Wednesday, November 25, 2015

The impossible machine

The immune system is an impossible, incomprehensible, machine. It is not even a ’system’ — evolution is not so modular. We name it as a thing so we can model it, but it is not made by a mind. It is made by evolution, so it is bizarre and emergent. Like a machine that pumps water and makes potato chips on the downstroke.

The thing we name, which is in truth not a bounded thing, allows us to exist, briefly, in a seething sea of self-organizing energy. Presumably its antecedents emerged with the bounded sack of water we call a cell. It has grown in complexity since then, a complexity that often resembles the nervous system. It is, after all, a processing machine. Brains must tell lies from truth, the immune system must distinguish friend from enemy from frenemy. It must often attack the non-self, except when the non-self is a fetus. It should not attack the parts of the self, except when those parts are broken or rogue. It ages as the body ages, but even as it grows frail the body grows more rogue.

Sometimes the non-self is a frenemy, at least for the moment. We are walking biomes, ecosystems in motion. Billions of microbes live within us, often helpful, sometimes the enemy of our enemy. Except when they turn on us. The immune system must manage this, even as the enemies and frenemies adopt the face of the self.

We created the idea of the immune system, and we created the idea of diseases of the immune system — though the boundary between disease and individual variation is not sharp. Some immune systems are poor at stopping some enemies — we usually die then. At other times the immune system confuses self and non-self, and it turns on the organism. We call this an auto-immune disease.

We can do very little about auto-immune diseases. System Lupus Erythematosis is a classic of this genre, our treatment has changed very little in thirty years. We have some newer treatments for diseases like rheumatoid and psoriatic arthritis, but our treatments don’t correct the error of the immune system, they merely induce selective immune dysfunction to slow the progress of disease. We know so little. We aren’t even quite sure that there isn’t some bizarre infection lurking in the tissues of affected people; maybe sometimes the immune system has the right idea but the wrong execution.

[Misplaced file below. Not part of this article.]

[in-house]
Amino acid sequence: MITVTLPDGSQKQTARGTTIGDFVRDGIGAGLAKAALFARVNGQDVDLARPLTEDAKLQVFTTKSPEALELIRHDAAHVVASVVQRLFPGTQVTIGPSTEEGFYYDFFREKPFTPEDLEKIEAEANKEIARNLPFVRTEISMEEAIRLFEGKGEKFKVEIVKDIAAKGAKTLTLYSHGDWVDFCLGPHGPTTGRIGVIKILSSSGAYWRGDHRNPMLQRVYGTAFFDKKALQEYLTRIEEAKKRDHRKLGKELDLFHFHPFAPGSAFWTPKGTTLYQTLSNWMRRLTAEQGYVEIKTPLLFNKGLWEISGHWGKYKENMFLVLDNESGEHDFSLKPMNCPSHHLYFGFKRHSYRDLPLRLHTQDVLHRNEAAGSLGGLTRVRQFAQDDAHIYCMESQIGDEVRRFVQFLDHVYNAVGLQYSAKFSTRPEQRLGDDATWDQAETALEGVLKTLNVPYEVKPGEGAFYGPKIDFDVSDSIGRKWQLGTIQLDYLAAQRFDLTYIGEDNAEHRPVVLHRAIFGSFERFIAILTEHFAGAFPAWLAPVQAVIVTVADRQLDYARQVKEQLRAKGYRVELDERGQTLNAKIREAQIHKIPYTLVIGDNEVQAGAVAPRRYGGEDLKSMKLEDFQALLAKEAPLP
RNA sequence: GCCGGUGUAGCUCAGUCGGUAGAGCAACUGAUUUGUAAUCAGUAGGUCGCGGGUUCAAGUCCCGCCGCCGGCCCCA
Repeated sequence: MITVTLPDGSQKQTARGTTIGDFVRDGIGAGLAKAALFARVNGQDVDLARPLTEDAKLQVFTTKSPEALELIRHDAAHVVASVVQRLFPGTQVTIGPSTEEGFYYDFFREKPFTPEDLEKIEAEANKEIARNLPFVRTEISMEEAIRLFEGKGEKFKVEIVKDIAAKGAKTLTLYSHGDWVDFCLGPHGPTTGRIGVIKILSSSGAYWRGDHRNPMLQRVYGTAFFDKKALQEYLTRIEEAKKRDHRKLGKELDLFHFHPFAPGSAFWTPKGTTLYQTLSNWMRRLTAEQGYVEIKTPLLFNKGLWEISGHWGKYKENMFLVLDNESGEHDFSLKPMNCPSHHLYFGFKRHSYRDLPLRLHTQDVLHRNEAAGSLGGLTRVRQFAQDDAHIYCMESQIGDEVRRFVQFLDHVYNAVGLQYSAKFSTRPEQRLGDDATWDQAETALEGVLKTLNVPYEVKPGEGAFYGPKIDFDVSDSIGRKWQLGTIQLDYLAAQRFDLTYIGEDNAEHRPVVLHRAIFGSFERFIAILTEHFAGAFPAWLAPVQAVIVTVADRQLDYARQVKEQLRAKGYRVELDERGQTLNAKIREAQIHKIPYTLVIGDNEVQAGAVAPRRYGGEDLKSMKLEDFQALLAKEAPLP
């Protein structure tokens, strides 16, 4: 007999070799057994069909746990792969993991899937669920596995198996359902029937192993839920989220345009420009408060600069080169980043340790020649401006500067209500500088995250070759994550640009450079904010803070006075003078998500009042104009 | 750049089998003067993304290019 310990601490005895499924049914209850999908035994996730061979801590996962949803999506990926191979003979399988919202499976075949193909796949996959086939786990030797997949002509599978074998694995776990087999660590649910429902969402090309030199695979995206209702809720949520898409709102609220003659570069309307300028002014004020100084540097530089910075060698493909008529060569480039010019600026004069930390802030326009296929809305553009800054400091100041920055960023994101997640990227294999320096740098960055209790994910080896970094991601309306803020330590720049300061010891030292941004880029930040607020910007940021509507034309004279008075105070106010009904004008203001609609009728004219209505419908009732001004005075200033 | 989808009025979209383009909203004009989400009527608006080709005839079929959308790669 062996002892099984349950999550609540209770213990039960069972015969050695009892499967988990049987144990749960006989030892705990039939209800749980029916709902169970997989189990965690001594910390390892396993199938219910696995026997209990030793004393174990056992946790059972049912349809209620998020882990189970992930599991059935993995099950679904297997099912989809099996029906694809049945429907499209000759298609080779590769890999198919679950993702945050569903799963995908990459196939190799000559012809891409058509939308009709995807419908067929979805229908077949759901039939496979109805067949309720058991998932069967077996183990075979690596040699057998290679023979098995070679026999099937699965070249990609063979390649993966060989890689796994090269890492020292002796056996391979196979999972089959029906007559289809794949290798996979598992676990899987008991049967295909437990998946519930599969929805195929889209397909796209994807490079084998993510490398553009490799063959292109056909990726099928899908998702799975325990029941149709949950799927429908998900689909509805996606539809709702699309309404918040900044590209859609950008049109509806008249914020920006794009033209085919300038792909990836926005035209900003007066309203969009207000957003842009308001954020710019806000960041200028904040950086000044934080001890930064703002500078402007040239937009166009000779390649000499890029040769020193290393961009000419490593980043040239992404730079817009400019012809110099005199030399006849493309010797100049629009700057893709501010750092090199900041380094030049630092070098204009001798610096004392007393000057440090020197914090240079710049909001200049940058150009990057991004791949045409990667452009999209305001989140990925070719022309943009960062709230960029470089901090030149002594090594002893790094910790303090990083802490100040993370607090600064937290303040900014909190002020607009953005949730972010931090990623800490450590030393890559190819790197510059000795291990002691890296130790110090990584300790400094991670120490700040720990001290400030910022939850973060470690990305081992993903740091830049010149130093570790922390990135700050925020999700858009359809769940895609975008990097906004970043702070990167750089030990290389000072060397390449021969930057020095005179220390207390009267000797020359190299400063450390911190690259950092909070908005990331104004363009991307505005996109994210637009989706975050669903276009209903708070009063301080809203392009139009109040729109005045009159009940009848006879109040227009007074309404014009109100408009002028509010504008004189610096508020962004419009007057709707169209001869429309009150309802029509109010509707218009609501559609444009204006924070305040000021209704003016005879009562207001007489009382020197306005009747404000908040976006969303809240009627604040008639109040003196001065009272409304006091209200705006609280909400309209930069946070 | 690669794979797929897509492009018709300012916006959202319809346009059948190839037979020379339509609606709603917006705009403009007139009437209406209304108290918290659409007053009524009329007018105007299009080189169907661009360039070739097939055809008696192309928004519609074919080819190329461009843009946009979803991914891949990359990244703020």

Auto-immune diseases are common. We used to think osteoarthritis was a disease of aging tissues, of wear and tear. Now we think this name we made contains multitudes, some related to aging, others to an attack of self on self (“erosive inflammatory OA”). We have no truly effective treatments for these conditions. We don’t even know if sleep and exercise are a good idea — what strengthens healing also strengthens the enemy within. The war on joints and tendons wears on the body, inducing metabolic syndromes and accelerating aging.

If we could reverse auto-immunity, if we could re-induce tolerance, we might be able to manage organ transplants and even stop the enemy within. Inducing tolerance is now an active research area — at least in rats. We have a very long way to go. I hope the next 30 years improves on the last 30, but we have had many false starts.

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